Omega-3 supplements lower triglyceride levels in postmenopausal women
Supplementation with omega-3 fatty acids helps reduce triglyceride levels in postmenopausal women, according to a study. This supplement also leads to a modest increase in high- (HDL-C) and low-density lipoprotein cholesterol (LDL-C).
Researchers conducted a systematic review and meta-analysis of randomized controlled trials (RCTs) that evaluated the effect of omega-3 fatty acids on serum lipids in women during the postmenopausal period. They searched multiple online databases for relevant studies, which were synthesized using the DerSimonian and Laird random-effects model.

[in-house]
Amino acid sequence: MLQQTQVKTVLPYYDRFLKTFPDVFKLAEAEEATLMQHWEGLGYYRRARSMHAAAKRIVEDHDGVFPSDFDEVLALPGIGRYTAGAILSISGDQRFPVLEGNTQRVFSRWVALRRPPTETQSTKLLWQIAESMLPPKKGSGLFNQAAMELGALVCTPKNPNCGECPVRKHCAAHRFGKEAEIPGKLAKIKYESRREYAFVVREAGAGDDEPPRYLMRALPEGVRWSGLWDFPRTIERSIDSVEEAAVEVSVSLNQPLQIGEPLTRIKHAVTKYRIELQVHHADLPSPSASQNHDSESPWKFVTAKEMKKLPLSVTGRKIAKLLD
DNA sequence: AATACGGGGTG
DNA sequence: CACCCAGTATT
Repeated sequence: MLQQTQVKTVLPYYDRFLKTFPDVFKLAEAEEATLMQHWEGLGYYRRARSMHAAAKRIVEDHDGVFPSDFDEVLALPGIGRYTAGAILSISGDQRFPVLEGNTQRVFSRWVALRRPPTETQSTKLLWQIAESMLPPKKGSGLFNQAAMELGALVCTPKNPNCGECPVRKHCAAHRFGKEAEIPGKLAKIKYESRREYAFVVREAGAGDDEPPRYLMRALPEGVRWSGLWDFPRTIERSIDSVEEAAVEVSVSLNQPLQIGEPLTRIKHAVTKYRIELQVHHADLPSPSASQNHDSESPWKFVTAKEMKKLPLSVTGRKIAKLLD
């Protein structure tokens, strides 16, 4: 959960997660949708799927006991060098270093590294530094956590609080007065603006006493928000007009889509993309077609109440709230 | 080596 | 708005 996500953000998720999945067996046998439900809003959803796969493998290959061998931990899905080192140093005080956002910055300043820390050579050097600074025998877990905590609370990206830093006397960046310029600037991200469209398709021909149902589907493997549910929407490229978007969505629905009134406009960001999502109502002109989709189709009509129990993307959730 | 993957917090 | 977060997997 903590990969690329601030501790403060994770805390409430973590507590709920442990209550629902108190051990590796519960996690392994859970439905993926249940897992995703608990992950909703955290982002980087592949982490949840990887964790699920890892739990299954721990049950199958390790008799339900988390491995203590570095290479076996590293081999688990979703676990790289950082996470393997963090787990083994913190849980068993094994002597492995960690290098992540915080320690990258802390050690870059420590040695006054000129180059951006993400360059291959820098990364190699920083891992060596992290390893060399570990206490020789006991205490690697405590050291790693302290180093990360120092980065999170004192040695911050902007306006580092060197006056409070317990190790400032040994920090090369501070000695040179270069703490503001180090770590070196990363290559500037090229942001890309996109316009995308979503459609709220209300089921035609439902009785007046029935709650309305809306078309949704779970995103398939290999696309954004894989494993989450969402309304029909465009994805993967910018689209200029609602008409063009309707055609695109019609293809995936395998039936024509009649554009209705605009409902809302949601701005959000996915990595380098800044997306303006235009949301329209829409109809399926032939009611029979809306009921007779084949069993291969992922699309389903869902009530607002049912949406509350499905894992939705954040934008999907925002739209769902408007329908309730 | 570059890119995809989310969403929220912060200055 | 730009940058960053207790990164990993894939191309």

Pooled data revealed that omega-3 fatty acid supplementation was associated with a reduction in triglyceride concentrations (weighted mean difference [WMD], –17.8 mg/dL, 95 percent confidence interval [CI], –26 to –9.6; p<0.001).
The triglyceride-lowering effect was especially pronounced in the RCTs that lasted ≤16 weeks (WMD, –18.6 mg/dL), among postmenopausal women with baseline triglyceride concentrations ≥150 mg/dL (WMD, –22.8 mg/dL), among those with a body mass index ≥30 kg/m2 (WMD, –19.3 mg/dL), and when the dose of omega-3 fatty acids was ≥1 g/d (WMD, –21.10 mg/dL).
Additionally, omega-3 supplementation was associated with increases in LDL-C (WMD, 4.1 mg/dL, 95 percent CI, 1.80–6.36; p<0.001) and HDL-C (WMD, 2.1 mg/dL, 95 percent CI, 0.97–3.2; p<0.001). On the other hand, total cholesterol levels remained unchanged (WMD, –0.15 mg/dL, 95 percent CI, –4 to 3.74; p=0.94).